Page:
• Hawaii (SB 16, SB 169, HB 107, HB 1358, HB 1463, these bills all died in committee)
  • Iowa (SF 266, died in committee)
  • New Hampshire (HB 640 became law, which the House approved 318-36 on March 8, 2017, and the Senate approved 17-6 on May 11; Gov. Sununu signed it on July 18, 2017)
  • New Jersey (A 2050, A 2614 — makes marijuana legal but does not impose regulation, subject to voter approval)
  • New Mexico (SB 258, which passed the Senate in a 33-9 vote, but died in the House)
  • South Carolina (H 3162, did not advance before the Legislature adjourned for the year, but will carry over to 2018)
  • Tennessee (HB 831, SB 1116, did not advance before the Legislature adjourned for the year, but will carry over to 2018)
  • Texas (HB 81 was approved by the House Criminal Jurisprudence Committee on April 10 and heads to the Calendars Committee; SB 170 was never scheduled for a hearing and did not advance)
  • Virginia (SB 908, pre-filed, HB 1906, SB 1269)
  • Wisconsin (S 318, A 409)
  • Wyoming (H 157, failed in committee and died upon adjournment)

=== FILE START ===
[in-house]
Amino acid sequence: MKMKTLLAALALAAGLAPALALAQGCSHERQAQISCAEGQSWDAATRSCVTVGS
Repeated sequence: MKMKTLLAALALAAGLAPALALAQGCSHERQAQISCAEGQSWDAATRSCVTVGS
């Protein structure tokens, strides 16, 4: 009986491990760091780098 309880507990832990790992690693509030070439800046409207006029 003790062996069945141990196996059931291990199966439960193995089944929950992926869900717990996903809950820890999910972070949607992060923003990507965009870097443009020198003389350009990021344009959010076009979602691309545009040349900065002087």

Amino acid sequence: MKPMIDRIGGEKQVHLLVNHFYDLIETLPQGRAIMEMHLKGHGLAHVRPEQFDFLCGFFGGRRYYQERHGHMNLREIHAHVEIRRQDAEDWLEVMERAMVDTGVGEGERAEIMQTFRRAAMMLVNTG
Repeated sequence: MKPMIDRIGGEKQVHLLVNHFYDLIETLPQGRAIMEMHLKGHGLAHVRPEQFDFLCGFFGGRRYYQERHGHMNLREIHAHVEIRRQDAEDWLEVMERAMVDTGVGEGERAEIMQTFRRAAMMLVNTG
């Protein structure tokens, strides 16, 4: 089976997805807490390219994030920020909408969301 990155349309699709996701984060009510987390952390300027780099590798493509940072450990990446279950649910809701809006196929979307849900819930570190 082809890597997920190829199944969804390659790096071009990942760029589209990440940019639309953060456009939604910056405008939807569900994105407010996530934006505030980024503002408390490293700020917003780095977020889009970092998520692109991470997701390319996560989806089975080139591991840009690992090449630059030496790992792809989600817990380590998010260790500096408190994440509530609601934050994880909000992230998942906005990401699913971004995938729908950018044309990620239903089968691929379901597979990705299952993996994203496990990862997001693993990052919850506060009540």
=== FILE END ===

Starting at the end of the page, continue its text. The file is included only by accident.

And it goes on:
(Twenty-two states  including New Hampshire — and Washington, D.C. have already decriminalized or legalized marijuana possession.)


Effective Medical Marijuana Bills

States with bills to create comprehensive medical cannabis programs: 16

  • Indiana (S 255, H 1316, H 1303, died upon adjournment)
  • Iowa (HF 198, HF 199, HSB 132, these bills did not advance before the Legislature adjourned for the year, but will carry over to 2018)
  • Kansas (SB 187, HB 2348, did not advance before the Legislature adjourned for the year, but will carry over to 2018)
  • Kentucky (S 57, did not advance before the end of session)
  • Mississippi (H.B. 179, died in committee)